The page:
Today in Pittsburgh it’s “cloudy” but a better description would be gloomy. Gray skies are depressing. How can we cope? Let’s look at yellow.
In an ongoing international survey (6,625 people in 55 countries to date) participants are asked, “What emotions do colors represent?” The data shows that most people say yellow is joyful but this isn’t true worldwide. It’s very joyful in the United States, exceptionally joyful in Finland, but in desert regions it’s not.
They found that environment and cloud cover matter. The sun is not your friend in hot, dry, cloudless places. The study aptly named itself, “The sun is no fun without rain.”
Finland loves yellow. I think I know why. The first time I saw an intense field of yellow, like the one shown at top, was in Finland. I made my friends stop the car. So yellow! So happy! What is this plant? Rapeseed!
(*) Spores definition from Google dictionary: Spores are minute, typically one-celled, reproductive unit capable of giving rise to a new individual without sexual fusion, characteristic of lower plants, fungi, and protozoans.
Since last week’s announcement of the new peregrine at the Cathedral of Learning, several of you have asked if there’s any news from Downtown or the other sites in southwestern Pennsylvania. No, there isn’t any news except for this:
Yesterday, 13 October 2019, Dana Nesiti stopped by the Westinghouse Bridge and confirmed that both male and female peregrines are present. Two of his photos are shown here.
Other than that it is very quiet. I stop by the Cathedral of Learning when I can and see the same things over and over: quiet airspace, no peregrines, or peregrines snoozing on the building.
If you see peregrine activity at Pitt or anywhere in southwestern Pennsylvania, please tell me by leaving a comment on my blog (it sends me an email).
If you can’t be here to look for peregrines, rest assured that I will tell you whatever news I have.
Though it’s nearly mid October I saw monarch butterflies migrating through Pittsburgh on Thursday and Friday October 10 & 11. Their timing seems late, but they were given a boost by August-like weather early this month.
This morning I went out the back door at 6am — in the dark — with a bag of garbage. I do this every Friday to outsmart the raccoons.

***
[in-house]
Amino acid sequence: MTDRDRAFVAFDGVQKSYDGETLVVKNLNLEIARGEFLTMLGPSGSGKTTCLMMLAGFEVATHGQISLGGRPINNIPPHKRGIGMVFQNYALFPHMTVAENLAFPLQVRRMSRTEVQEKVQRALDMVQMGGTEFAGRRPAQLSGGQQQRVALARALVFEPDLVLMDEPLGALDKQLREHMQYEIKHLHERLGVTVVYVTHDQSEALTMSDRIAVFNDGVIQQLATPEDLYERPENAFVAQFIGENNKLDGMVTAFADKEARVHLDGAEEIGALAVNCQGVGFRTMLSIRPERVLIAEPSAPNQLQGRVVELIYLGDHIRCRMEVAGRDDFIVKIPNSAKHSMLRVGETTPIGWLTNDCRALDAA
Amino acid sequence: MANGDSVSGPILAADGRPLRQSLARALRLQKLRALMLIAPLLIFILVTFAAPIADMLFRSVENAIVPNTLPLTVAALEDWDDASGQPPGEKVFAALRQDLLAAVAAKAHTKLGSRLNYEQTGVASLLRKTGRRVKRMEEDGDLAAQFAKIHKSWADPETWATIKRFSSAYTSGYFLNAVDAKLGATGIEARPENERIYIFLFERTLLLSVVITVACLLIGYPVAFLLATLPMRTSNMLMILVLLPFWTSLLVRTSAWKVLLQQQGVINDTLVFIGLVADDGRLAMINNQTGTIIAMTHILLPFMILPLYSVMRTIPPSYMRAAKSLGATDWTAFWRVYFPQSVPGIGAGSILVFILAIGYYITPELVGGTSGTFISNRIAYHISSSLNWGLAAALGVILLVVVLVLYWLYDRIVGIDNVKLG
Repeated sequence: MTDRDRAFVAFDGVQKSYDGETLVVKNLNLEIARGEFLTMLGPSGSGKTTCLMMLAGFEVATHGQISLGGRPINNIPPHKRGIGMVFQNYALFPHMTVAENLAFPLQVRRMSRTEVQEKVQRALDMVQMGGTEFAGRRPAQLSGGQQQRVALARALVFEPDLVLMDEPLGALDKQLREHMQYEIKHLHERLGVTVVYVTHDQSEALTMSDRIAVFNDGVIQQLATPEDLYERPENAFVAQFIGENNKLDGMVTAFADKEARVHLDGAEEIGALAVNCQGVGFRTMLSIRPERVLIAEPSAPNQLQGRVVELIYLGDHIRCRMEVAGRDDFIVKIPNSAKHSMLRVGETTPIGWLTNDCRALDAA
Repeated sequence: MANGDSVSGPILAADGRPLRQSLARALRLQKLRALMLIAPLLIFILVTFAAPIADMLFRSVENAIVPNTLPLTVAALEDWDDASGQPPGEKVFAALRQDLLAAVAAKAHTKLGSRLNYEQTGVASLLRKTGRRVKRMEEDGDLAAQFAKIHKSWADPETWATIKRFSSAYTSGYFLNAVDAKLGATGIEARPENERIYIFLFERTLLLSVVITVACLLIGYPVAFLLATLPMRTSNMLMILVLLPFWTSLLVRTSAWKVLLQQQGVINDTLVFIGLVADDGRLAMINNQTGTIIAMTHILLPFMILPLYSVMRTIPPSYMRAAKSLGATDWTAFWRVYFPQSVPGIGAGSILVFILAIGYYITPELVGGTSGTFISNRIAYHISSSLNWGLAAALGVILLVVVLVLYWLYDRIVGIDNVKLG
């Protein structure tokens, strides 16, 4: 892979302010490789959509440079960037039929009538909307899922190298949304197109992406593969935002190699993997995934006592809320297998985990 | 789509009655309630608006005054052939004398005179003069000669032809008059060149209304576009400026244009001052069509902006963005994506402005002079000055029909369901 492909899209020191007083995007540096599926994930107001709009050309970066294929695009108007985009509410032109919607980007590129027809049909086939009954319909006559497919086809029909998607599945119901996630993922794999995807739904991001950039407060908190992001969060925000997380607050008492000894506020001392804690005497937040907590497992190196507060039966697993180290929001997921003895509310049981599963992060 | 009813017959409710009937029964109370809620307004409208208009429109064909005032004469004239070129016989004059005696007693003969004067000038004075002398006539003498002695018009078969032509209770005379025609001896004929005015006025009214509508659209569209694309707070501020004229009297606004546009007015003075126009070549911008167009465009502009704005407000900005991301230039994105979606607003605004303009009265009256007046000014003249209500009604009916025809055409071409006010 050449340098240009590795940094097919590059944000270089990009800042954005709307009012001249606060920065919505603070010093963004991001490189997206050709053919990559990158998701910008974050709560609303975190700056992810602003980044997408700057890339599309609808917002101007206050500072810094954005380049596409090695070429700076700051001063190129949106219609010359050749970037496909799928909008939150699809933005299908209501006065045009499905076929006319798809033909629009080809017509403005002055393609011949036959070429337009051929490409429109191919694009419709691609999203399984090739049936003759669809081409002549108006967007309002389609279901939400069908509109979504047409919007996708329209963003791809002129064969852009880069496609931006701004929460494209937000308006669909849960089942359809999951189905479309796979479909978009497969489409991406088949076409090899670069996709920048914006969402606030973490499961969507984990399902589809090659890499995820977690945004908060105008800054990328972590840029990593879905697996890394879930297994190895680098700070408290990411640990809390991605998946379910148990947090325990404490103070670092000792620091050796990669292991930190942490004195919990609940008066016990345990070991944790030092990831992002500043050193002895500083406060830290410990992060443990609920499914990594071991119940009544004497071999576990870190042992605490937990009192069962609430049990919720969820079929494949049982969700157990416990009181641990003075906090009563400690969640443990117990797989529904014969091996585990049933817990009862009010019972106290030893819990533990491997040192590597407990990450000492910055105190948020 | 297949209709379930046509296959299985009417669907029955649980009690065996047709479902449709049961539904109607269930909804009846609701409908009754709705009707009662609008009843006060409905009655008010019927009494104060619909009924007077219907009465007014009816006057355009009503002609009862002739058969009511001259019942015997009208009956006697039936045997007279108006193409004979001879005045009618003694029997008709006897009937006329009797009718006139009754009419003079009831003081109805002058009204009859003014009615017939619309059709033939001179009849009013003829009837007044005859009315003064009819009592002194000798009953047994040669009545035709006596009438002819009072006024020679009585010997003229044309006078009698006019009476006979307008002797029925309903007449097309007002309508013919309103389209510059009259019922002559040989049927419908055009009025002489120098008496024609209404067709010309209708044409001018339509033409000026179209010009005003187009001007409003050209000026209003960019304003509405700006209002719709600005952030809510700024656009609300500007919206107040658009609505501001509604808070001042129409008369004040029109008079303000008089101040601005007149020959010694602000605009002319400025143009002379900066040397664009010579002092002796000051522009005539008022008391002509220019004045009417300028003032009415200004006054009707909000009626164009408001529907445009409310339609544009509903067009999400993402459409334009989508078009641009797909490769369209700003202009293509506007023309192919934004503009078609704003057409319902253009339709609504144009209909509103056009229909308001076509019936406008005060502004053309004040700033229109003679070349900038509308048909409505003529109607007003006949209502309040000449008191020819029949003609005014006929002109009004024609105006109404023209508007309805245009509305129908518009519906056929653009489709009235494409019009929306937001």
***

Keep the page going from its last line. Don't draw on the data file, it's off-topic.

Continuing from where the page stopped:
Raccoons are thriving in my neighborhood though we rarely see them. Last night, for the first time in many months, I saw a hunched shadow cross the street on a nocturnal ramble. They’re still here.
Mostly we see their evidence so we try to outsmart them.
The garbage truck arrives in our back alley as early as 6am but we’ve learned from experience that if we put the garbage out the night before the raccoons rip it open and scatter the contents. Nowadays I take out the garbage as close as possible to the garbage truck’s arrival. One morning I missed the truck. Dang!
Seven years ago PBS NATURE premiered a program called Raccoon Nation that showed how creative urban raccoons can be. One of the scientists remarked:
The more obstacles you throw in their way become more challenges, so it’s quite possible that by providing more and more obstacles we are in fact selecting for smarter raccoons.
Late yesterday, 9 October 2019, I watched the Cathedral of Learning for more than two hours to catch sight of the new peregrine and its mate. Though they were present less than half the time it was well worth the visit.
First, I learned that the new peregrine is female. I could recognize her from the ground by her perching preferences, her size, her dark head and her peach-toned chest. She hung out with the male, flying with him and roosting side-by-side in nooks on 32 north (Fifth Ave). I assume the male is Terzo though we won’t know for sure until we read his bands.
The size difference between the new female and Terzo is striking; she is a much larger bird. Hope is such a small female that it was hard to tell them apart unless the two perched side by side, a very rare occurrence. The roosting proximity of the new female to Terzo is a good sign.
It appears the new female “owns” the Cathedral of Learning. She is usually on site and she perches in plain sight. When flying near the building, both she and Terzo use flappy territorial flight, clearly saying, “This cliff is mine!”
Who is this message for? I found out while waiting for my bus on Fifth Ave.
At 5:25pm three peregrines flew toward the Cathedral of Learning. The male went past the building. The female landed on a stone peak at 27NW (a favorite perch of the new peregrine). A second female flew toward the perched one and took a pot shot at her. She didn’t hit her. The new peregrine didn’t move. The second female kept flying fast, away to the southwest.